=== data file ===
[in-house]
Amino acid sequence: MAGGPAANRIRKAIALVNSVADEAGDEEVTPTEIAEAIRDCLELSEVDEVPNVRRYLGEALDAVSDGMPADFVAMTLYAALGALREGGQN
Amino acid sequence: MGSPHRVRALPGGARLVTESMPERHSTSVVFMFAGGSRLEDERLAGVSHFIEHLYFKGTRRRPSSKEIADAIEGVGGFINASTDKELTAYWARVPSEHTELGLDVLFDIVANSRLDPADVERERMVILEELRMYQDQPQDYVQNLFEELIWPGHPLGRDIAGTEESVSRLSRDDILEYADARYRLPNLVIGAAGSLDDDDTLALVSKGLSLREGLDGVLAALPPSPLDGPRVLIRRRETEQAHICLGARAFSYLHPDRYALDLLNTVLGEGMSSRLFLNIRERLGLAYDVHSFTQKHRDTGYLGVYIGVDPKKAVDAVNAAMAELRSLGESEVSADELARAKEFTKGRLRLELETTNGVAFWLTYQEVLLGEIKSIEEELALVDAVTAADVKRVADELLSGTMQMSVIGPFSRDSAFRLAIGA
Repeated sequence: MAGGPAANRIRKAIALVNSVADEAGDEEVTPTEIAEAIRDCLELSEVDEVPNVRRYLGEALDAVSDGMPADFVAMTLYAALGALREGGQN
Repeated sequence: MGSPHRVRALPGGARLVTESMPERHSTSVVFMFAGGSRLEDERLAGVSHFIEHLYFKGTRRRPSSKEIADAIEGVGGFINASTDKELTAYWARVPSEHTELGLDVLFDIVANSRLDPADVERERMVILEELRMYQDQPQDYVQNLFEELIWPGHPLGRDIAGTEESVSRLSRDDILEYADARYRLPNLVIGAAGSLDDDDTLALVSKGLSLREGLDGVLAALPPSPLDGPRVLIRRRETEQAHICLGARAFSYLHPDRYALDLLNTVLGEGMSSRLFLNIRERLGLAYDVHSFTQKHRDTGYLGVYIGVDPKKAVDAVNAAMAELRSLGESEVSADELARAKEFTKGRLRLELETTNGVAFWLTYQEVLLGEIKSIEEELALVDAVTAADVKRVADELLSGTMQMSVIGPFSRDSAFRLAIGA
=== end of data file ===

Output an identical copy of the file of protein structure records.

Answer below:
[in-house]
Amino acid sequence: MAGGPAANRIRKAIALVNSVADEAGDEEVTPTEIAEAIRDCLELSEVDEVPNVRRYLGEALDAVSDGMPADFVAMTLYAALGALREGGQN
Amino acid sequence: MGSPHRVRALPGGARLVTESMPERHSTSVVFMFAGGSRLEDERLAGVSHFIEHLYFKGTRRRPSSKEIADAIEGVGGFINASTDKELTAYWARVPSEHTELGLDVLFDIVANSRLDPADVERERMVILEELRMYQDQPQDYVQNLFEELIWPGHPLGRDIAGTEESVSRLSRDDILEYADARYRLPNLVIGAAGSLDDDDTLALVSKGLSLREGLDGVLAALPPSPLDGPRVLIRRRETEQAHICLGARAFSYLHPDRYALDLLNTVLGEGMSSRLFLNIRERLGLAYDVHSFTQKHRDTGYLGVYIGVDPKKAVDAVNAAMAELRSLGESEVSADELARAKEFTKGRLRLELETTNGVAFWLTYQEVLLGEIKSIEEELALVDAVTAADVKRVADELLSGTMQMSVIGPFSRDSAFRLAIGA
Repeated sequence: MAGGPAANRIRKAIALVNSVADEAGDEEVTPTEIAEAIRDCLELSEVDEVPNVRRYLGEALDAVSDGMPADFVAMTLYAALGALREGGQN
Repeated sequence: MGSPHRVRALPGGARLVTESMPERHSTSVVFMFAGGSRLEDERLAGVSHFIEHLYFKGTRRRPSSKEIADAIEGVGGFINASTDKELTAYWARVPSEHTELGLDVLFDIVANSRLDPADVERERMVILEELRMYQDQPQDYVQNLFEELIWPGHPLGRDIAGTEESVSRLSRDDILEYADARYRLPNLVIGAAGSLDDDDTLALVSKGLSLREGLDGVLAALPPSPLDGPRVLIRRRETEQAHICLGARAFSYLHPDRYALDLLNTVLGEGMSSRLFLNIRERLGLAYDVHSFTQKHRDTGYLGVYIGVDPKKAVDAVNAAMAELRSLGESEVSADELARAKEFTKGRLRLELETTNGVAFWLTYQEVLLGEIKSIEEELALVDAVTAADVKRVADELLSGTMQMSVIGPFSRDSAFRLAIGA